My fear is that without something like the amendment, which is probing in this part, that doubt—or even legal loophole—remains on behalf of the provider and the recipient, and it perhaps applies in the other place where we came across this.

I should like to make a stand part point, because we do not have the opportunity to have a stand part debate. The Government have been right to recognise that the schedule does not permit, for example, Catholic adoption agencies to discriminate against people on the basis of sexual orientation. The Bill, quite rightly, closes down the loophole whereby charities might try to change their instrument. The proportionate and legitimate test, which is welcome, will stop charities from wasting their time trying to get around the provisions of schedule 23 by approaching the Charity Commission.

I rest my case and just say that we would like clarification on the point that I have made.

Photo of Vera Baird Vera Baird Solicitor General, Attorney General's Office

The amendment would reduce the scope of the exemption that applies in the provision of communal accommodation, so that a provider could not justify discriminating against a transsexual person with a gender recognition certificate. The Gender Recognition Act 2004 is intended to provide transsexual people with legal recognition of their acquired gender. That is what it is for. It is not something that people will carry about as a sort of identity card. It has its own purpose. The hon. Gentleman’s amendments may suggest that gender reassignment might be obvious or that it might be that that is how someone deals with a certificate, which we do not think is awfully likely. In limited circumstances, it might be reasonable to permit different treatment of someone with a gender recognition certificate in the provision of communal accommodation, for practical reasons of privacy. That is the point of the availability of the provision.

The example would be a female-to-male transsexual, who may not have had any surgery but remains physically female and may not want to be accommodated in all-male accommodation. We do not want to discriminate against transsexual people, especially those who have gone through the rigours of getting a gender recognition certificate. We want to allow for the provision of sensitivity in that narrow area. The clause is carried over from the sex discrimination legislation, and in 15 months of operation we have not been aware of any incidents of discrimination arising from it. It is there for purposes of availing parties of sensitivity if necessary; we do not expect it to be used much.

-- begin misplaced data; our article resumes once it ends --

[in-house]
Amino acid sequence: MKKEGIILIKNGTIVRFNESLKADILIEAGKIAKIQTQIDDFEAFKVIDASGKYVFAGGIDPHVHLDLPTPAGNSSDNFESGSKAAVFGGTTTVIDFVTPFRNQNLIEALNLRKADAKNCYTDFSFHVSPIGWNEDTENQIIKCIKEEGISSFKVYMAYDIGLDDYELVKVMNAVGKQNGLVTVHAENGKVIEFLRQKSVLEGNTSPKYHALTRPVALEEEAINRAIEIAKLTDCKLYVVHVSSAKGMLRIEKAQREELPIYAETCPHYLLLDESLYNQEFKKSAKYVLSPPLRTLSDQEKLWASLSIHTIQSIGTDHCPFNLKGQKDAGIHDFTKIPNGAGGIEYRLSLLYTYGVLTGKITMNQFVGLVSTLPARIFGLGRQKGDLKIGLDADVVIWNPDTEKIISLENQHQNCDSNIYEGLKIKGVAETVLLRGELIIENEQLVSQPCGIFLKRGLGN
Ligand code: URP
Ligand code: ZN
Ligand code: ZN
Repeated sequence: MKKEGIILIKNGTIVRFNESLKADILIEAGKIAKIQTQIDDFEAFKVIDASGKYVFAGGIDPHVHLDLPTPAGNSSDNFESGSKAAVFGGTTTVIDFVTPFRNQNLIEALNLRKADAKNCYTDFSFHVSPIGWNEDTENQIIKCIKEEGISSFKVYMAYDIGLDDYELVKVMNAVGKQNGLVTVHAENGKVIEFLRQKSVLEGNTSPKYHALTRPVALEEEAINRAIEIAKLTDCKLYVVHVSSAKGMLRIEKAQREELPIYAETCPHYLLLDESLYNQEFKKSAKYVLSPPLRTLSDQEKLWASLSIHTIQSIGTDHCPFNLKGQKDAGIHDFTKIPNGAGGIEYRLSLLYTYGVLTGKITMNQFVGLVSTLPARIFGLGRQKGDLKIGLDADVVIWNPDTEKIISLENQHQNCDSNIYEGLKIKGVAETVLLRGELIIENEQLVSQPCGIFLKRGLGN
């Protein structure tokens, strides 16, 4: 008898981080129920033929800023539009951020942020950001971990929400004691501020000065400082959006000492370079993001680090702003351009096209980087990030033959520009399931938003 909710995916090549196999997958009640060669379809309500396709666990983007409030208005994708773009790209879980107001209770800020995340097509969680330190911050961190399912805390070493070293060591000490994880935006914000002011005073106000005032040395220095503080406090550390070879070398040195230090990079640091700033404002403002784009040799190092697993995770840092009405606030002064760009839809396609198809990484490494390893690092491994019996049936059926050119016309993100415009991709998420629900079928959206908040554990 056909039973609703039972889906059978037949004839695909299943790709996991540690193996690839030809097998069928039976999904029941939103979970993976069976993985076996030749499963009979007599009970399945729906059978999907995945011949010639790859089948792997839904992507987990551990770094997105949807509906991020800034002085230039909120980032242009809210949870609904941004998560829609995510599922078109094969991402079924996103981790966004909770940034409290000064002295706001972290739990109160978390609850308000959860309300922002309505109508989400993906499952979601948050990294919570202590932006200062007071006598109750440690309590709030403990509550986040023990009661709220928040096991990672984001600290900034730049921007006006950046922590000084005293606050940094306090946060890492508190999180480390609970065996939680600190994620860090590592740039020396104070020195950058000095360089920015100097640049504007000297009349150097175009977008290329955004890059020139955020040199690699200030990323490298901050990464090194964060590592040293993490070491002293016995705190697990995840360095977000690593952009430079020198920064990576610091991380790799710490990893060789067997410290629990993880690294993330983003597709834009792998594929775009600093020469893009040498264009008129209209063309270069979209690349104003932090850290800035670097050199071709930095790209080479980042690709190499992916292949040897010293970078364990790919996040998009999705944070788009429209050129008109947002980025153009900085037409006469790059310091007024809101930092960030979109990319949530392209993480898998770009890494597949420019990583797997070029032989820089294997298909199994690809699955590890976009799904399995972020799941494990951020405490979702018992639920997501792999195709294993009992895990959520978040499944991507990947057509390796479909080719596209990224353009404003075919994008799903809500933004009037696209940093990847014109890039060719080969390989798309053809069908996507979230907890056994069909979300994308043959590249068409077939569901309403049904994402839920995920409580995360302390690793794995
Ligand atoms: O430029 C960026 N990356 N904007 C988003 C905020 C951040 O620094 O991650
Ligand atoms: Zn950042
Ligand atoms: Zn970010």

Photo of Evan Harris Evan Harris Shadow Science Minister 2:15 pm, 2nd July 2009

I shall reflect on what the Minister has said. I thought that the example that she was going to use was that of a provider of communal accommodation not wanting to allow someone who retained the physical characteristics, or some of them, of their original or  birth gender into accommodation; therefore, whether or not they had a certificate, they would be entitled to do that. Her example was framed in the way of protecting the individual at the request of the individual, which I need to get my head around. I assume that both could apply. I accept that that gives us an example to work with and to go away and think about.

If there are people who have a certificate who have not had surgery, it might be a problem for other users of facilities—for example, changing rooms—if there was someone there who looked remarkably like someone of the other gender, even though they had a certificate. I accept the Minister’s point, therefore, and I shall need to take it back to organisations that represent the transgender community. It may well be that there is a stronger argument to provide that here than there is for the exemption to be allowed for employment. I invite her at least to consider whether we can legitimately transfer the Sex Discrimination Act 1975 provisions, post-Gender Recognition Act 2004, in the case of employment, as she makes the case for doing in the case of services. Given that she has provided me with an example to go away and think about, it is not my intention to seek to divide the Committee. If she has no intention of saying anything further, I beg to ask leave to withdraw the amendment.

Amendment, by leave, withdrawn.

Schedule 23 agreed to.